Anyone else prone to mindless eating? You know, you’re sitting at home or in the office, and you’re either bored or stress or thinking about a delicious food item (or both), and even though you’re not hungry, before you know it you’re standing with the fridge door open, or you’re looking into the display case at the local cupcakery.
I’m a believer that mindless eating is a big, big, big contributor to the North American waistline expansion. There are definitely people who only eat when they are hungry, and stop eating when they are full, but I’m going to go out on a limb and guess that they are not overweight. This post is not for those people. For the rest of us…
Do you ever stop yourself when you’re about to go get some food even though you’re not hungry? Ever think that maybe there’s another solution to your boredom, stress, or desire for that rewarding feeling you get from eating something delicious?
This is really another look into my new found fascination with habits and behaviour, which I also wrote about last month in the post, should you eat when you’re not hungry?. In this post, I suggested a couple of options for self-rewards that I found effective. I suspect those might be a bit flighty for some, so I thought I’d offer up some more alternatives to mindless eating.
Did you know that the brain’s reward system is actually based on food and sex? It makes sense if you think about it. We are wired to encourage survival, which requires us to eat and have sex. So is it any surprise that we yearn for delicious food?
I think this is an interesting consideration when we look at mindless eating. I’m not suggesting that we should give up on resisting the temptation of delicious foods at all hours of the day – that would be a health nightmare! I am suggesting that we should recognize it; acknowledge it; and then come up with strategies to address it. And by “it”, I mean the notion that food is a reward.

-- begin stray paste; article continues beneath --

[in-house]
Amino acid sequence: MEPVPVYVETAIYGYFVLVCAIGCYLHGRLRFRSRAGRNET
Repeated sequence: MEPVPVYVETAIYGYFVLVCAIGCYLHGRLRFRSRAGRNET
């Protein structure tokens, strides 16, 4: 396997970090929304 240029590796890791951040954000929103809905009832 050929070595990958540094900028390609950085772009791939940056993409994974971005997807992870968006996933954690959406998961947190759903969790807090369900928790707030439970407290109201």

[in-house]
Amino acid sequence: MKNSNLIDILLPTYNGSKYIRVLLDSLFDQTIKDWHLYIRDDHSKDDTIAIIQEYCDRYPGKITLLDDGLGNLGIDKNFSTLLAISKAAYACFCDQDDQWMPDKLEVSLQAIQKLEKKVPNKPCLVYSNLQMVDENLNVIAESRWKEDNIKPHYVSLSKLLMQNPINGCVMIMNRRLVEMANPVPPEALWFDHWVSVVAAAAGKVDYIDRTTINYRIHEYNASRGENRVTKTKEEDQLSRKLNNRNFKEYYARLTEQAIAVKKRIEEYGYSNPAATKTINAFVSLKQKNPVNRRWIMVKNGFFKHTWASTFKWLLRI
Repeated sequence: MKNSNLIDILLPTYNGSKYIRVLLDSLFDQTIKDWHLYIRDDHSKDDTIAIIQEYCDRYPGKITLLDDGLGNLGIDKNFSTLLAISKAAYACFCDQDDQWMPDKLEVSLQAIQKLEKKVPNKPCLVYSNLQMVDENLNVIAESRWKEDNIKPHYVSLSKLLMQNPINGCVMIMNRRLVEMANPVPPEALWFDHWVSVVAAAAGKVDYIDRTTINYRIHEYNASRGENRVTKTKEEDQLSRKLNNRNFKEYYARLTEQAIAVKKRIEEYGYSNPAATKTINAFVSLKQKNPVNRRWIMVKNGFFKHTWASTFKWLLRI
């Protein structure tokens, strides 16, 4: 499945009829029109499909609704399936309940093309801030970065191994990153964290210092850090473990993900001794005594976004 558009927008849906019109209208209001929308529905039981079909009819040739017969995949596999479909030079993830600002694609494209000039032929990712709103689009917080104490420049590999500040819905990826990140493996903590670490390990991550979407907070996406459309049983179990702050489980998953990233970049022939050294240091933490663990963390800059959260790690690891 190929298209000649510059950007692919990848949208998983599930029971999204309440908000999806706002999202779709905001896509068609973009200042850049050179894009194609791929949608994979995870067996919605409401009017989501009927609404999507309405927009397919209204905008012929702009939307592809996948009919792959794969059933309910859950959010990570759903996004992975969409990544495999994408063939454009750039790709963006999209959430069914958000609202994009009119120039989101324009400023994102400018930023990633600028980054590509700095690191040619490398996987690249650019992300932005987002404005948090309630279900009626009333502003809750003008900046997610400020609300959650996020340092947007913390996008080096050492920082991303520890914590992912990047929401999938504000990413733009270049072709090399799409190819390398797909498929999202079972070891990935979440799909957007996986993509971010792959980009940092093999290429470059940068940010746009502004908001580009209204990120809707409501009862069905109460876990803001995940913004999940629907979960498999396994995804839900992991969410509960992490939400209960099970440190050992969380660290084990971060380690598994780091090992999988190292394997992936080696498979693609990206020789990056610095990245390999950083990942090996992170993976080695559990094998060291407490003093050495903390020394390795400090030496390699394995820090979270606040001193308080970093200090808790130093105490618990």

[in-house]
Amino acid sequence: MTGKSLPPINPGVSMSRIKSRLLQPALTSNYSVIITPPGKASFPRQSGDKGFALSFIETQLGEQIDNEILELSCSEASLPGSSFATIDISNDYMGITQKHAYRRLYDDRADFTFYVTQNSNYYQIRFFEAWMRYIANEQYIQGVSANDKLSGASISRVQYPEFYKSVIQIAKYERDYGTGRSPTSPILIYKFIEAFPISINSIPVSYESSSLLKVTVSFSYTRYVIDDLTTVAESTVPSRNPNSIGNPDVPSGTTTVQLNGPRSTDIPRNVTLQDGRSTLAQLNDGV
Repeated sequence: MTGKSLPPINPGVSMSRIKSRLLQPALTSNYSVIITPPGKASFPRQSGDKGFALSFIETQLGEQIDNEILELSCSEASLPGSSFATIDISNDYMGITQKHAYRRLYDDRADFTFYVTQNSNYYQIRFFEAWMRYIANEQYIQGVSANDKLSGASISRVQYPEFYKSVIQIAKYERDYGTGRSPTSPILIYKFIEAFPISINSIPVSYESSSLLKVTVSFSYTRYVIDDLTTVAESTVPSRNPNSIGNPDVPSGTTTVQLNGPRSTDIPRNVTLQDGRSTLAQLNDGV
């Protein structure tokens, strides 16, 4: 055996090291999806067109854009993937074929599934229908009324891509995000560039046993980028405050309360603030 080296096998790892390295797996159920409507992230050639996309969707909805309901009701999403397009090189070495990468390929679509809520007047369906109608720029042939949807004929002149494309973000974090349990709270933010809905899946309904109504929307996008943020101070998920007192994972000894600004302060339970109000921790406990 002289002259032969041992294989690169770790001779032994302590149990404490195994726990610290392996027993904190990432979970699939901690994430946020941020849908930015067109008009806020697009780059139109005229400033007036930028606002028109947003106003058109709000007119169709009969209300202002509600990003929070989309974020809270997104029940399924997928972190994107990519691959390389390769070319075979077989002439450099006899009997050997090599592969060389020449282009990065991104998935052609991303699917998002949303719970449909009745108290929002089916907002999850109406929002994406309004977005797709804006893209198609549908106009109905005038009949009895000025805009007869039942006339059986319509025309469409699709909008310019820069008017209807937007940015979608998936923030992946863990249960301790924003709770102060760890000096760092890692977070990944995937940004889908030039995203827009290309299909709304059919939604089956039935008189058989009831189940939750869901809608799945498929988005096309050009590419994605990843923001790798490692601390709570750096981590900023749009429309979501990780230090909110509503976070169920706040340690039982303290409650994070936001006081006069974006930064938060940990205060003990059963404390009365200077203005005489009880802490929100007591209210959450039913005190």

If each bout of mindless eating is a yearning for a reward, then couldn’t we come up with alternative rewards? Ones that don’t contribute to weight gain?
Next time you find your feet taking you for a walk to the fridge, take a look at this list and see if there’s something here you can do instead of eating that will feel rewarding:
- phone a friend
- go for a walk
- have sex
- do some push ups (from the knees or to the counter instead of the floor counts)
- listen to your favourite song
- read a few pages of a great book
- play with your kids
- take care of an item on your ‘to do’ list
- hug your partner
- go for a bike ride
- fly a kite
- write a thank you note to someone important to you
- pet your cat
- go outside and admire your garden
- dance to whatever song is playing
- play fetch with your dog
- go outside and talk to your neighbour
- donate ten bucks to your favourite charity
Twenty things you can do that will give you as much or more of a rewarding feeling than any cookie or bag of chips could. I just avoided a handful of chocolate chips by being aware of what I was doing and choosing to call one of my best friends instead. Much more satisfying!
Have you ever tried this approach to avoiding mindless eating? Do you have any suggestions to add to the list?
Elsbeth Vaino, B.Sc., CSCS, is a personal trainer in Ottawa who is fascinated by human behaviour.